Carbon-capture breakthrough could be game-changer in utilizing CO₂

November 17, 2020 |

In Australia, CSIRO and Monash University developed a device that captures carbon dioxide directly from the atmosphere and its inventors say it’s the most cost-effective method of capturing CO₂ yet devised. 

In the short term, they hope their Airthena device will be used to produce the 100 million tonnes of CO₂ that Australia imports each year.

“CO₂ is used in the horticulture industry, it’s used in building manufacturing, it’s used in soft drinks, and it’s used in the chemical industry,” says chemical engineer Associate Professor Matthew Hill, who helped develop Airthena.

At present, the cost of CO₂ is about A$300 a tonne, but the new technology can capture the gas from the atmosphere for about $100 a tonne, he says.

A demonstration Airthena unit can capture six kilograms of CO₂ every day; the unit is two metres square, and can run off a solar cell.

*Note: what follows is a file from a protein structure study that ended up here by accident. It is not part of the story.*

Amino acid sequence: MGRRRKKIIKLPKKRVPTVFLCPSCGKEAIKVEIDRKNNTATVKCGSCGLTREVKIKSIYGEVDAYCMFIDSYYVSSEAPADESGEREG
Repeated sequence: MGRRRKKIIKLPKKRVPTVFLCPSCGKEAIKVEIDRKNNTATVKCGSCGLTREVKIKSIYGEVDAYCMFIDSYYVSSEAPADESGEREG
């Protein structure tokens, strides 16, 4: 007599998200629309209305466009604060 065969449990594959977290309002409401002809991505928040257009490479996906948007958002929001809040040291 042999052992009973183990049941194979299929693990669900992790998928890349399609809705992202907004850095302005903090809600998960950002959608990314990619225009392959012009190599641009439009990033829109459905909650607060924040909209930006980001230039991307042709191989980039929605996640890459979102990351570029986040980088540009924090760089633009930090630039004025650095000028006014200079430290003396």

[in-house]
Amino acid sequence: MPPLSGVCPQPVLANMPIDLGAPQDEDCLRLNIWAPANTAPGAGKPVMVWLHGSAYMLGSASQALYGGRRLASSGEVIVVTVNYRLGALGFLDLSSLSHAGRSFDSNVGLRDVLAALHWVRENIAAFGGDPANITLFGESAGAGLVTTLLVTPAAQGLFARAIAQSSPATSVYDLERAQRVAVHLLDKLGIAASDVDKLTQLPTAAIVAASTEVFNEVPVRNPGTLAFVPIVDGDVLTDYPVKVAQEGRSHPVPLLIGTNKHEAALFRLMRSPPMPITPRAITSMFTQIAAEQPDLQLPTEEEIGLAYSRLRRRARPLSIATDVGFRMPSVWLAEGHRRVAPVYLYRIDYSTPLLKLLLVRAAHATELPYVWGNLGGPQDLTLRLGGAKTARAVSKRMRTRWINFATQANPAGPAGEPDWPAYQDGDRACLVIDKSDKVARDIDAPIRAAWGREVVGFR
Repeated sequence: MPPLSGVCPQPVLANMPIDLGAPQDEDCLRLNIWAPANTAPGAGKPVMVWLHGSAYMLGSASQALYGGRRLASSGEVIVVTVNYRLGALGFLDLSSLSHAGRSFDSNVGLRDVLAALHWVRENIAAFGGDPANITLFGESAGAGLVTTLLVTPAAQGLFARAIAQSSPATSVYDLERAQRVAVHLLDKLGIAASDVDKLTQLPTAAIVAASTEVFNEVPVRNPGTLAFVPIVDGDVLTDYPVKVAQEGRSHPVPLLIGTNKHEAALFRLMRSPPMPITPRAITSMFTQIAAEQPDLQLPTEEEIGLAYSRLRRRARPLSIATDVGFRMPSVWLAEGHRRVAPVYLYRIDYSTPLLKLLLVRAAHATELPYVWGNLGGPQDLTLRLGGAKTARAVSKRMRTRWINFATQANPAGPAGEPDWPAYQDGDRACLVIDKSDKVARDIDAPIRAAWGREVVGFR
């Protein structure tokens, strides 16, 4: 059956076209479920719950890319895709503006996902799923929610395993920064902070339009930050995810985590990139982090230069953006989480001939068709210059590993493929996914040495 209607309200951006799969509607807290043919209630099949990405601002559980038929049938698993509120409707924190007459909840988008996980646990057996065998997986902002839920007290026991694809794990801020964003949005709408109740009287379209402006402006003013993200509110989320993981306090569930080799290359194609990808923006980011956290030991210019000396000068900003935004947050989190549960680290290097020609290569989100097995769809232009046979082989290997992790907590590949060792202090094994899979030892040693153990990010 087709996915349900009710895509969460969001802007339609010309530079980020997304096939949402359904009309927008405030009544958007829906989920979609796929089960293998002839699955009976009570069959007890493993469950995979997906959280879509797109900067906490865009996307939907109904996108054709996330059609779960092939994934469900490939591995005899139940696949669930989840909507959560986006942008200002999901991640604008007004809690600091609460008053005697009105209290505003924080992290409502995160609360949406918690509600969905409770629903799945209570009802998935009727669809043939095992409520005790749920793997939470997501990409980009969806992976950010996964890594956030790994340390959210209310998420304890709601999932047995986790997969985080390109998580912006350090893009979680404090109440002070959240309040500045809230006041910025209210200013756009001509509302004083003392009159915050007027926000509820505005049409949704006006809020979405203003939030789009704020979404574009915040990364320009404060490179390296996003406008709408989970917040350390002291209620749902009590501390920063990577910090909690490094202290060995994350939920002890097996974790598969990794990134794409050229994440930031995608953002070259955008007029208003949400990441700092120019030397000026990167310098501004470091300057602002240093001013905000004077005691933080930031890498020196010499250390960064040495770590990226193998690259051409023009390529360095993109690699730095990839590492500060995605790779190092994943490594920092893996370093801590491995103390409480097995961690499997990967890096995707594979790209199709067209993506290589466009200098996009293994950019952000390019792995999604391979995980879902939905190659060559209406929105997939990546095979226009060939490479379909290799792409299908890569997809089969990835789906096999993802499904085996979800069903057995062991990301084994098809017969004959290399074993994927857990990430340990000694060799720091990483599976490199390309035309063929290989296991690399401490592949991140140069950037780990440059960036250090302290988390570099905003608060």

“We’ve run more than 1000 cycles of that, so it’s very effective,” says Dr Hill. “What we really need to do is go from six kilograms per day to six tonnes per day.”

“If you can capture the CO₂ from the air, and it’s cheaper than buying it in, then straight away you’re onto a winner, and it gives you options.”

The developers are in discussions with industry partners and investors, and hope to finalise plans to scale up the technology in the near future.

Print Friendly, PDF & Email

Tags: , ,

Category: Research

Thank you for visting the Digest.